Victims of Gary Glitter have said they feel let down by the justice system after the serial paedophile was freed from prison halfway through a 16-year sentence for a string of “depraved and dreadful” sex crimes against children.
The 79-year-old left HMP The Verne – a low security category C jail in Portland, Dorset – on Friday morning after eight years behind bars and will now be subject to strict licensing conditions.
But one of his victims, who was raped as a 12-year-old, said that while Glitter was now free she had been left with a life sentence.
The woman, now in her 50s, said: “He should never have been let out of prison for what he did. He’s just done eight years but I’m doing a life sentence. I can never forget what this monster did to me, and I’m still struggling to deal with it. I really believe that he is still a danger to society. Who knows what he could go on to do?
“What he did to me has affected my whole family and it’s ruined my life. I feel as if I’ve been let down by the justice system and that I’ve been attacked by Glitter again.”
Another of Glitter’s victims, who is now seeking damages for her ordeal through the civil courts, said this was not the justice she had been promised.
The woman’s lawyer, Richard Scorer, of Slater and Gordon, said: “I’ve spoken to my client today and, like every victim of serious sexual assault facing early release of her abuser, today is an incredibly difficult day for her. The abuse, including repeated rapes which our client suffered from the age of 12, have left her with a life sentence.
“Paul Gadd, more commonly known as Gary Glitter, has never admitted his offences, has never apologised and has never shown any remorse. It is therefore particularly distressing and traumatic to read of him being released halfway through his sentence, albeit on licence.
“Our client feels this was not the justice she was promised and the early release devalues her suffering and that of his other victims. This is a very hard day for her, and we imagine for other victims too. Their feelings should be at the forefront of everyone’s minds at this time.”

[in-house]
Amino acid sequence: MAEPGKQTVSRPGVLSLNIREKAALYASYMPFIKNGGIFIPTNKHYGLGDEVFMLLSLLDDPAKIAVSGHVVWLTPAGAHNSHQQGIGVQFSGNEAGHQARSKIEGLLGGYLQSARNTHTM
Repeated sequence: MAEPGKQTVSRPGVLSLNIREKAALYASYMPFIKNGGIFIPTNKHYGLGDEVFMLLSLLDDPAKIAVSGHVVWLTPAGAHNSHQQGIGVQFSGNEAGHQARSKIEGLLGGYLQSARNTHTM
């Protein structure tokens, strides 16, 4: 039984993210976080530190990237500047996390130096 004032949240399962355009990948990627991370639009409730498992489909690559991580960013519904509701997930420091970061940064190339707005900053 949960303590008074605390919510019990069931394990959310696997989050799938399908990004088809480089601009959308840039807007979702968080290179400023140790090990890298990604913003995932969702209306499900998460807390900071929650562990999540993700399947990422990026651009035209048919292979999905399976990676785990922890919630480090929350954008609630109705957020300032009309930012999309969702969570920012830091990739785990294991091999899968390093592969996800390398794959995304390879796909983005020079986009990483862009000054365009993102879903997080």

Glitter was jailed in 2015 after being found guilty of the offence of having sex with a girl under 13, attempting to rape an eight-year-old and repeatedly molesting a 12-year-old between 1975 and 1980.
He was freed automatically halfway through a fixed-term determinate sentence despite the original trial judge saying he had done nothing to atone for his crimes. The judge, Alistair McCreath, told Glitter his sentence would have been longer if the offences had taken place today rather than in the 1970s.
It is understood the former glam rock star, worth an estimated £6 million, will have to wear an electronic tag, be banned from using the internet while unsupervised and will have to adhere to a strict curfew.
A Ministry of Justice spokesman said: “Sex offenders like Paul Gadd are closely monitored by the police and Probation Service and face some of the strictest licence conditions, including being fitted with a GPS tag. If the offender breaches these conditions at any point, they can go back behind bars.
“We’ve already introduced tougher sentences for the worst offenders and ended the automatic halfway release for serious crimes.”
In 1975, Glitter had attempted to rape an eight-year-old girl after creeping into her bed. Two years later, he subjected a 12-year-old girl to a prolonged episode of sexual abuse after enticing her to his hotel room and plying her with champagne.
He attacked a third victim, aged 13, luring her back to his dressing room following a performance in Watford.
The allegations only came to light as part of Scotland Yard’s Operation Yewtree investigation, which was launched in the wake of the Jimmy Savile scandal.
Glitter was the first person to be arrested as part of the huge inquiry looking into allegations of historic sex abuse by high-profile figures.
In 1999, he was jailed after admitting possessing 4,000 indecent images of children. After being freed he moved abroad, and in 2002 was expelled from Cambodia amid reports that he had abused youngsters there.
In March 2006 he was convicted of sexually abusing two young girls in neighbouring Vietnam and spent two and a half years in jail before being deported.
He returned to the UK in 2008 and was required to sign the sex offenders’ register.